The narrator does not attempt to hide the desperate situation he is in, nor does he attempt to deceive the reader into thinking that he is highly optimistic about recovering from what befalls him.
Thirdly, Carver’s story has a simple conclusion that leaves the reader highly intrigued.
Tips on critical essay writing: Critical essays are very interesting both to read and to write.
Specifically, when critiquing the work of another person, it is unacceptable to solely concentrate on the negative aspects of the literary piece.
The short story “Cathedral” by Raymond Carver displays one man’s new found understanding and acceptance of a blind man over a relatively short period of time.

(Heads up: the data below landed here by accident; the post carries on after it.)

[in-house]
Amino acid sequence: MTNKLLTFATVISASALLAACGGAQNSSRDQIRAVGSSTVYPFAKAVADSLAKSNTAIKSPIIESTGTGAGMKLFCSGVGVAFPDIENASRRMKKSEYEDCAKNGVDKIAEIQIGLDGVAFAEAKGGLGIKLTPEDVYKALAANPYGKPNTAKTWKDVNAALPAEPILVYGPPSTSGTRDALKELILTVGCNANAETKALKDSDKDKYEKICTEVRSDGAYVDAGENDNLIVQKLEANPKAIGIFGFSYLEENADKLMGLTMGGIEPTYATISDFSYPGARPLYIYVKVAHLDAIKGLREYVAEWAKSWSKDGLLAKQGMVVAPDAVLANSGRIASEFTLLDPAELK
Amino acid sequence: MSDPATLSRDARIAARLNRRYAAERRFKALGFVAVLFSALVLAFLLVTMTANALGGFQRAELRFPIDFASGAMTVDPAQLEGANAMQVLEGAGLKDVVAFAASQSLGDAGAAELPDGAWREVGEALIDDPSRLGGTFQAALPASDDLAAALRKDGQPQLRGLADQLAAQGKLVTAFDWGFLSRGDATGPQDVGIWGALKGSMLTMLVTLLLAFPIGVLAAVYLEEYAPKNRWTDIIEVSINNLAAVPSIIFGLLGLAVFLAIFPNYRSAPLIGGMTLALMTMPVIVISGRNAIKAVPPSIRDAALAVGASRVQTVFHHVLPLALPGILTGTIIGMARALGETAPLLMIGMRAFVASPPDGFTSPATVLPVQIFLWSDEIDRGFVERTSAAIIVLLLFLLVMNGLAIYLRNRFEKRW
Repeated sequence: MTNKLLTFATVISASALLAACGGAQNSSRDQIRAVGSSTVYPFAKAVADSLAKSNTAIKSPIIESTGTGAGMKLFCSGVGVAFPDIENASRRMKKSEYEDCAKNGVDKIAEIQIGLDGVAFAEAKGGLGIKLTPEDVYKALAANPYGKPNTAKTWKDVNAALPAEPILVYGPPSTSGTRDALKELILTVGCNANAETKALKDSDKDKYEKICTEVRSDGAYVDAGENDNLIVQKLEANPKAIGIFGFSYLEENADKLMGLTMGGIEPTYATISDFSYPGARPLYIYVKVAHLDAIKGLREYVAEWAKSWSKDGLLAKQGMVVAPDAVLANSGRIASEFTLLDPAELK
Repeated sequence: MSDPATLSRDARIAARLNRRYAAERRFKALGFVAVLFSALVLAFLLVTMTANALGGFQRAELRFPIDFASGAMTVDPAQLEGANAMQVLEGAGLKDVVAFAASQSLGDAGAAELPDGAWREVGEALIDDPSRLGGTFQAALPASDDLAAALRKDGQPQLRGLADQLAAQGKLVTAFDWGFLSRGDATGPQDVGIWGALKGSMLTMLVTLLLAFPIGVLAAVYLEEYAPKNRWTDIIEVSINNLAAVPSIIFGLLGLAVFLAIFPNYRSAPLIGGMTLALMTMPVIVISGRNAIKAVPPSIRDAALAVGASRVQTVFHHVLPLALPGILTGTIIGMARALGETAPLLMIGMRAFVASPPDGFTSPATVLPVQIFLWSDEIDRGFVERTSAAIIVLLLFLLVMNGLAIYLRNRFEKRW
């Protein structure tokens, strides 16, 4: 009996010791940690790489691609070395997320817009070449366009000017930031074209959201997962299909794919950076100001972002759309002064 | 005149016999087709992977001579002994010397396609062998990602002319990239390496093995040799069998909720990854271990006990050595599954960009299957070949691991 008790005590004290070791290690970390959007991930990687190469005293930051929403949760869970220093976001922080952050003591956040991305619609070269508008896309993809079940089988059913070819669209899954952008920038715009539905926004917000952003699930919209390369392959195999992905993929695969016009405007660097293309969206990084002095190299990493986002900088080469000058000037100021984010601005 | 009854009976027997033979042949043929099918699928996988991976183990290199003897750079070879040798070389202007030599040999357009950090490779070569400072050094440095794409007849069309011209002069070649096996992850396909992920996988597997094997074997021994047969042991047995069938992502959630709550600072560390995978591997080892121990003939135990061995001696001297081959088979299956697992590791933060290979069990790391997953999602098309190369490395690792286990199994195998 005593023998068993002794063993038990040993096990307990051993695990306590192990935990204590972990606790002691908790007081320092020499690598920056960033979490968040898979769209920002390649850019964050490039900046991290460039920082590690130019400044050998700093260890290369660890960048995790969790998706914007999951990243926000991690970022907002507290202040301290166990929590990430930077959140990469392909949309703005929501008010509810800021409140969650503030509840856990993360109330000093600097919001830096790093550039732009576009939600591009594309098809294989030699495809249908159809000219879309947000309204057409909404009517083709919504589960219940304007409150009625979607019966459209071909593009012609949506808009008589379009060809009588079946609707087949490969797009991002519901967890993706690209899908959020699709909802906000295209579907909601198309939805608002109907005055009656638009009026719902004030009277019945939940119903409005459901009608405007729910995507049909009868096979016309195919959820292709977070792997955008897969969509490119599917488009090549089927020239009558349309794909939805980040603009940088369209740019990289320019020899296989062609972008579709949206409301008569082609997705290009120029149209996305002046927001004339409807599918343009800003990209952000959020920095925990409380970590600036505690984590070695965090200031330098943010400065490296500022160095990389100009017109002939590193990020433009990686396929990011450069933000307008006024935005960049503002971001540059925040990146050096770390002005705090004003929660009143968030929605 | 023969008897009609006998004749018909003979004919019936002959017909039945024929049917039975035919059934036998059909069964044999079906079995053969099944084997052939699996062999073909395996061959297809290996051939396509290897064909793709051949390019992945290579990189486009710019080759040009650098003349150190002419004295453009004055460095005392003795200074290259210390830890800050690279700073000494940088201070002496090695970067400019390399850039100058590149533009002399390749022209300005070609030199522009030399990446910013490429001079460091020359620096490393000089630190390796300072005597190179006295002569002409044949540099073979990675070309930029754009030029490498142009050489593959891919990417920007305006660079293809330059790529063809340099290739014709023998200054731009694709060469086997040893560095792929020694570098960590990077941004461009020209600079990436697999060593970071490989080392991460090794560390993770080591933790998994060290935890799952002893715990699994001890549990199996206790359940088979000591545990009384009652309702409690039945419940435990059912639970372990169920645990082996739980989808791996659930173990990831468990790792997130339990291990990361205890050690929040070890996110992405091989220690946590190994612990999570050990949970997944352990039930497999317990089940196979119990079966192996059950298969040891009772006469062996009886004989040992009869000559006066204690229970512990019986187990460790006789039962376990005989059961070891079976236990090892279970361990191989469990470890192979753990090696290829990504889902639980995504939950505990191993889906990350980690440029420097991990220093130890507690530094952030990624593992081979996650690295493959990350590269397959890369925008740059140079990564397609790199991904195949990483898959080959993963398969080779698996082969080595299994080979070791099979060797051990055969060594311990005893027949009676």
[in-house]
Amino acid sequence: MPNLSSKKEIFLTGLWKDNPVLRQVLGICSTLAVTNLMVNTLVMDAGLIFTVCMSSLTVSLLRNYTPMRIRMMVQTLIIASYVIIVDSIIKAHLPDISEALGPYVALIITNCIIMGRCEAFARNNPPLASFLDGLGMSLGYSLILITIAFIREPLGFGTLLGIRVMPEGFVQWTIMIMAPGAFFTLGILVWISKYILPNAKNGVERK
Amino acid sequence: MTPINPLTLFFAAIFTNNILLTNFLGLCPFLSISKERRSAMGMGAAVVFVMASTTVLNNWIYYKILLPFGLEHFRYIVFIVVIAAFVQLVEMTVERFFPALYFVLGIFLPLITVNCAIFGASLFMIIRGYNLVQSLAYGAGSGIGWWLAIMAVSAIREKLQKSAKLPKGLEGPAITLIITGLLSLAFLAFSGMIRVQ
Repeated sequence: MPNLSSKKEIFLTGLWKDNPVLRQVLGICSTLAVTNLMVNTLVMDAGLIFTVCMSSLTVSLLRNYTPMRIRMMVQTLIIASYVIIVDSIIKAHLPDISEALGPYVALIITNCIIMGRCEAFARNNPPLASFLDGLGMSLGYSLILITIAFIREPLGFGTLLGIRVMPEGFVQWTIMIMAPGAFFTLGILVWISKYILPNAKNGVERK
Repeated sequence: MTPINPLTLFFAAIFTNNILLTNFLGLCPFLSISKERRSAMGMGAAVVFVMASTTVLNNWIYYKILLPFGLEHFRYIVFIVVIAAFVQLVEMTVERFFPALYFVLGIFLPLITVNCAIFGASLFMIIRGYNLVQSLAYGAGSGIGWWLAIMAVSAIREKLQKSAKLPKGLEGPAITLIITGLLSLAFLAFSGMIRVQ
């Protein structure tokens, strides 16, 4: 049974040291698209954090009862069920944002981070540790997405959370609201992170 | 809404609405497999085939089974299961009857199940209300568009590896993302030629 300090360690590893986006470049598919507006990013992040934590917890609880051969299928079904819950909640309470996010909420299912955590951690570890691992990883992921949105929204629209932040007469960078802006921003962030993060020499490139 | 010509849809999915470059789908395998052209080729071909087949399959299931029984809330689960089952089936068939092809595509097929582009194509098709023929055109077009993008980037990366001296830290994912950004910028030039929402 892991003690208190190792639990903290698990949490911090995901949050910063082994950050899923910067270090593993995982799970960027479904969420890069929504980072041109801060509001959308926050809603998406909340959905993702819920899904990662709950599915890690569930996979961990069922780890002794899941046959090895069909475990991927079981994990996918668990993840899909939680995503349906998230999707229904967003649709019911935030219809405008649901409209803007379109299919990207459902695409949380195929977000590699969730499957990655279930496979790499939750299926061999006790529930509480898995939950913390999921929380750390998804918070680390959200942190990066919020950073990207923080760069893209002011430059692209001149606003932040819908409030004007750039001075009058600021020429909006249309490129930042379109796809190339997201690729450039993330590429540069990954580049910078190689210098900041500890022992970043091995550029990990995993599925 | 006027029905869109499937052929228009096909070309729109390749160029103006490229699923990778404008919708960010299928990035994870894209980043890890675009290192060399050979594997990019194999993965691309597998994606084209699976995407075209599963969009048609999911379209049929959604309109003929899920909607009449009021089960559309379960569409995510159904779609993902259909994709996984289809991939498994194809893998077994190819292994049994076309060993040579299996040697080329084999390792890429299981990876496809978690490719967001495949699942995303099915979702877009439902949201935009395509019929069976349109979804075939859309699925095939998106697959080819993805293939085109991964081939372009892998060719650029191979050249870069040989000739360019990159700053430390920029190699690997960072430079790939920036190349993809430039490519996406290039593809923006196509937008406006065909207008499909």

The narrator represents the story’s dominant theme of overcoming fear and prejudice of the blind through personal experience as well as mutual respect.Additionally, from the narrator’s tone, one gets the feeling that the narrator is attempting to relate certain happenings in terms that are clear as well as precise.In recounting his feelings, the narrator does not get emotional or attempt to persuade the reader to develop a liking for him.The story’s most important theme is to savor the beauty of the moment.In addition to this, other elements in Carver’s story are perfect, such as the plot, setting, and the narrator’s point of view.However over the course of the story, his feelings for the blind man change, making him realize that our perceptions are driven and controlled by wrong pre-conceived notions and televised images.The reality may actually be very different as Bub experiences at the end of the story."Over the years, she put all kinds of stuff on the tapes and sent ...A first glance of Carver’s “Cathedral” gives one the impression that a religious theme is involved in the story.The main character is the story is the narrator who goes through tremendous inner change when he meet Robert, a blind man who happens to be a close acquaintance of his wife's.Narrator, who is called Bub, appears to be a bitter rather hostile character in the beginning that is highly judgmental of the blind man.